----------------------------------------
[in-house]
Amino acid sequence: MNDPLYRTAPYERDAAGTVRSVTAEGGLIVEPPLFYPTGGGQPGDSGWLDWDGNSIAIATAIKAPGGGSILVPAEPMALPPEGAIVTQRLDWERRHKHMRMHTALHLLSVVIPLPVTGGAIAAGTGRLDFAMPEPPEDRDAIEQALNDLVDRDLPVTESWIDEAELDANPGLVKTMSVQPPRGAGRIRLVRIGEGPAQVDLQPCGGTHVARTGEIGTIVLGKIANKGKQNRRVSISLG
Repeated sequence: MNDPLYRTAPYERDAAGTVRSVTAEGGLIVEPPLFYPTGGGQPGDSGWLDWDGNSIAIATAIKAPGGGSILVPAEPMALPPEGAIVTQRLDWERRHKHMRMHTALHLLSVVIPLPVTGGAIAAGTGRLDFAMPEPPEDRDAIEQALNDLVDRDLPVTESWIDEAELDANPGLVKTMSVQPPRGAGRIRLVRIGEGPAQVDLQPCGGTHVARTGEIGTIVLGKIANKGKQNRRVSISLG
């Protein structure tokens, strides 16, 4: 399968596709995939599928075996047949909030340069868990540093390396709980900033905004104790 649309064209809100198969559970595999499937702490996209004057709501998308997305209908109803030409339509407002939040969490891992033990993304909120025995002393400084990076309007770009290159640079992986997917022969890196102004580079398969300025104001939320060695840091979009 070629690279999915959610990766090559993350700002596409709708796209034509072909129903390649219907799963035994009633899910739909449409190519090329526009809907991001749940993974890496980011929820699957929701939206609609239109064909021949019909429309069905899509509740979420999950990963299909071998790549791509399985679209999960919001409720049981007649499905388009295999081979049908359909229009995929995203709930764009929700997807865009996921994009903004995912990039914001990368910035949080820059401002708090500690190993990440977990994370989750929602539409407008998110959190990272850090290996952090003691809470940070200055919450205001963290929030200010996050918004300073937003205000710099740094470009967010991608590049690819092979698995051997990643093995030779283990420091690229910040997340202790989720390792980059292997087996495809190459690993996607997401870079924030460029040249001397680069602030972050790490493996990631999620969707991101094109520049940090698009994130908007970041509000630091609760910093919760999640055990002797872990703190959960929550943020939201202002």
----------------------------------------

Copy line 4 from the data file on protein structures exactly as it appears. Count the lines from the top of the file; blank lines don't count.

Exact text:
């Protein structure tokens, strides 16, 4: 399968596709995939599928075996047949909030340069868990540093390396709980900033905004104790 649309064209809100198969559970595999499937702490996209004057709501998308997305209908109803030409339509407002939040969490891992033990993304909120025995002393400084990076309007770009290159640079992986997917022969890196102004580079398969300025104001939320060695840091979009 070629690279999915959610990766090559993350700002596409709708796209034509072909129903390649219907799963035994009633899910739909449409190519090329526009809907991001749940993974890496980011929820699957929701939206609609239109064909021949019909429309069905899509509740979420999950990963299909071998790549791509399985679209999960919001409720049981007649499905388009295999081979049908359909229009995929995203709930764009929700997807865009996921994009903004995912990039914001990368910035949080820059401002708090500690190993990440977990994370989750929602539409407008998110959190990272850090290996952090003691809470940070200055919450205001963290929030200010996050918004300073937003205000710099740094470009967010991608590049690819092979698995051997990643093995030779283990420091690229910040997340202790989720390792980059292997087996495809190459690993996607997401870079924030460029040249001397680069602030972050790490493996990631999620969707991101094109520049940090698009994130908007970041509000630091609760910093919760999640055990002797872990703190959960929550943020939201202002």